The End of East
Lee’s book, first published in Canada by Knopf as a “New Faces of Fiction” novel, is her first novel, full of promise. Perhaps the story of three generations of the Chans, Chinese immigrants to Canada, is autobiographical, but it’s not a happy read. The cultural isolation caused by racist governments never is.
Seid Quan arrives in Vancouver in 1913 at eighteen hoping to make a good life for himself. He begins his life in Canada, returns to China to find a wife, spends a few happy weeks with her, then it’s back to Canada to scrimp and save so that he can pay head tax to bring her and his son to live with him. Quan dreams of his family being together, but when his son finally arrives, aged fifteen, they are two strangers. It’s heart-rending to read that passage.
As he works and waits, Seid Quan lives like a hermit in China Town, and his steady habits and determination find him working his way into a barber’s shop. He remains there for the rest of his life, saving for his wife and son, earning enough for a little house and garden away from China Town. He is respected for his determination and his discipline, but he is lonely, for his wife and son will always be close, and the family he longed for will never be his – those years apart prevent it.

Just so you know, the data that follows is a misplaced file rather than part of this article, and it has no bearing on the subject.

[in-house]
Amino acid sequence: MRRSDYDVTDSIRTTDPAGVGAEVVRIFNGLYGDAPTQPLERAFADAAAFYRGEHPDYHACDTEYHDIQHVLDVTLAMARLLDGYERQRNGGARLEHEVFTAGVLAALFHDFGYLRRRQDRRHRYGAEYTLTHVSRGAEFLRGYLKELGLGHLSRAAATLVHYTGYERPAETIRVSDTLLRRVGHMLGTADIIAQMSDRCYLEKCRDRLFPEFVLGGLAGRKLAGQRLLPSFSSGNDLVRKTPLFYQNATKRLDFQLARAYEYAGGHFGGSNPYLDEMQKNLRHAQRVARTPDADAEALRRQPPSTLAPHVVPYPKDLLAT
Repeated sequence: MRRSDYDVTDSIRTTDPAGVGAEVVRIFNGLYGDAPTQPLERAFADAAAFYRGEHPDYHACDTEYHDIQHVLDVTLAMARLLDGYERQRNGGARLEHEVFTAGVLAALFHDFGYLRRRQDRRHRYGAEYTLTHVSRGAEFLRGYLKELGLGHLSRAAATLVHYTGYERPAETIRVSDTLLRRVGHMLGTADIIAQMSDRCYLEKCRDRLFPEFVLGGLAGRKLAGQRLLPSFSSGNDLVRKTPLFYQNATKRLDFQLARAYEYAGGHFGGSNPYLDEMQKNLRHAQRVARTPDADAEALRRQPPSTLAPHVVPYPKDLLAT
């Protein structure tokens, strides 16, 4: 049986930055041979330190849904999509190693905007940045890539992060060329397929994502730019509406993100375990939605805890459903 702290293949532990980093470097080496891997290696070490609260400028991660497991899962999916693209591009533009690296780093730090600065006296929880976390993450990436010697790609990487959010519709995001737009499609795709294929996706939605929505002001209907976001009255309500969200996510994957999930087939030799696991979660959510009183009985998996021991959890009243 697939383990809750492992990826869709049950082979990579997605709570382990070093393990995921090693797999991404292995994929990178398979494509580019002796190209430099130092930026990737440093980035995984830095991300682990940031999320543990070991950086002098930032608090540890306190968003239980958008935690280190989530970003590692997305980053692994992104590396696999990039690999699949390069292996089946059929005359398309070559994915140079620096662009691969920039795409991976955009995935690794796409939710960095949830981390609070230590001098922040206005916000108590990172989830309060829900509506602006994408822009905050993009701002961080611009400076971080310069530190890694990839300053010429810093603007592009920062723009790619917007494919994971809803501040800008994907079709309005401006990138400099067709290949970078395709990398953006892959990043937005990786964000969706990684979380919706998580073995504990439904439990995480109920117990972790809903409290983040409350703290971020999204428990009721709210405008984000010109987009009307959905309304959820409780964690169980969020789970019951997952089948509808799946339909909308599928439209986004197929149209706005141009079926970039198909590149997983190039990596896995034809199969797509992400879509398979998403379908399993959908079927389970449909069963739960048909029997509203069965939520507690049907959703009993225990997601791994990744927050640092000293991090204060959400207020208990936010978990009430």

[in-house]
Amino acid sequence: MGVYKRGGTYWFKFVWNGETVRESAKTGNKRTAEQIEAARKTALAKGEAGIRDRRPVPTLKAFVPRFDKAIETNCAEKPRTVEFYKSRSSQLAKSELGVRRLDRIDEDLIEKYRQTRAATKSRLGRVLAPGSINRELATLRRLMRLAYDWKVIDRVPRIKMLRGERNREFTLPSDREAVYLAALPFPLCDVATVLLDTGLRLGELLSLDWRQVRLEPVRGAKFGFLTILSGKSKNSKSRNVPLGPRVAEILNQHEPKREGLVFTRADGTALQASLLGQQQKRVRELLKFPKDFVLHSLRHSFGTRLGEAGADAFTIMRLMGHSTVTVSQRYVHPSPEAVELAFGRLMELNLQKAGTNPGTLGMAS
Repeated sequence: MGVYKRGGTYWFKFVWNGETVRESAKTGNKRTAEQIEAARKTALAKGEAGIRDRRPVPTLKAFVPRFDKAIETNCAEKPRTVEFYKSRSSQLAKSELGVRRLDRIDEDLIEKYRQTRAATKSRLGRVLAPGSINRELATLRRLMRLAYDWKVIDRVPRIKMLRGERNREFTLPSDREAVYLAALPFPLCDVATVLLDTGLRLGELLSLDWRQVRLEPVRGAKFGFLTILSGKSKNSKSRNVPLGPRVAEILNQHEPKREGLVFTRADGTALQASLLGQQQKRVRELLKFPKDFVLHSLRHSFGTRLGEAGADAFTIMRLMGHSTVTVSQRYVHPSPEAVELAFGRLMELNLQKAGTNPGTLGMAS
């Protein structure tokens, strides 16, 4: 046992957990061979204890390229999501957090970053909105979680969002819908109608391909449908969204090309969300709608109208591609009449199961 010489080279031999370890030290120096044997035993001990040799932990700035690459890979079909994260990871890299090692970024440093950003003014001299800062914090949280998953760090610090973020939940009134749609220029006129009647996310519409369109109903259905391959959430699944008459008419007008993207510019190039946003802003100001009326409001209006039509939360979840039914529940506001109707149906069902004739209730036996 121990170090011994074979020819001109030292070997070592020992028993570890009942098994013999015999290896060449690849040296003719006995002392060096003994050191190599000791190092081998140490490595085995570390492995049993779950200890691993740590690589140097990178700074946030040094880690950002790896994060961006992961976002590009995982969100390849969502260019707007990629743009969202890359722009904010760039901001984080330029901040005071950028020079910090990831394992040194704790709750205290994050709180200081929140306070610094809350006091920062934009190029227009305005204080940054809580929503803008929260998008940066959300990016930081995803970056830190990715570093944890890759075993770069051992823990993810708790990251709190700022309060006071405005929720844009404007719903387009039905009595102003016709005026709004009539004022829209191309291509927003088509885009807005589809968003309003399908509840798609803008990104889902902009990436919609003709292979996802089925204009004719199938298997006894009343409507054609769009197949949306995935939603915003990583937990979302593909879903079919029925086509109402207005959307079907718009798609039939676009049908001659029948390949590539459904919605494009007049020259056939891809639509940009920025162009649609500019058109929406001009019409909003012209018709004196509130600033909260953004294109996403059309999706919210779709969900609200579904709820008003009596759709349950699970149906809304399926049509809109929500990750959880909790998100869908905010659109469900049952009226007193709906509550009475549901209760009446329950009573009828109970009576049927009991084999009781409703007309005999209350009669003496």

The book has a present-day narrator, the mixed up young Chinese-Canadian granddaughter, who takes us between the past hell of her dreadful family life, her present hell of a life and of her grandfather’s and father’s lives. The weave didn’t quite work for me; I ended up with little sympathy for anyone except the grandfather. However, it’s a fascinating book and worth reading.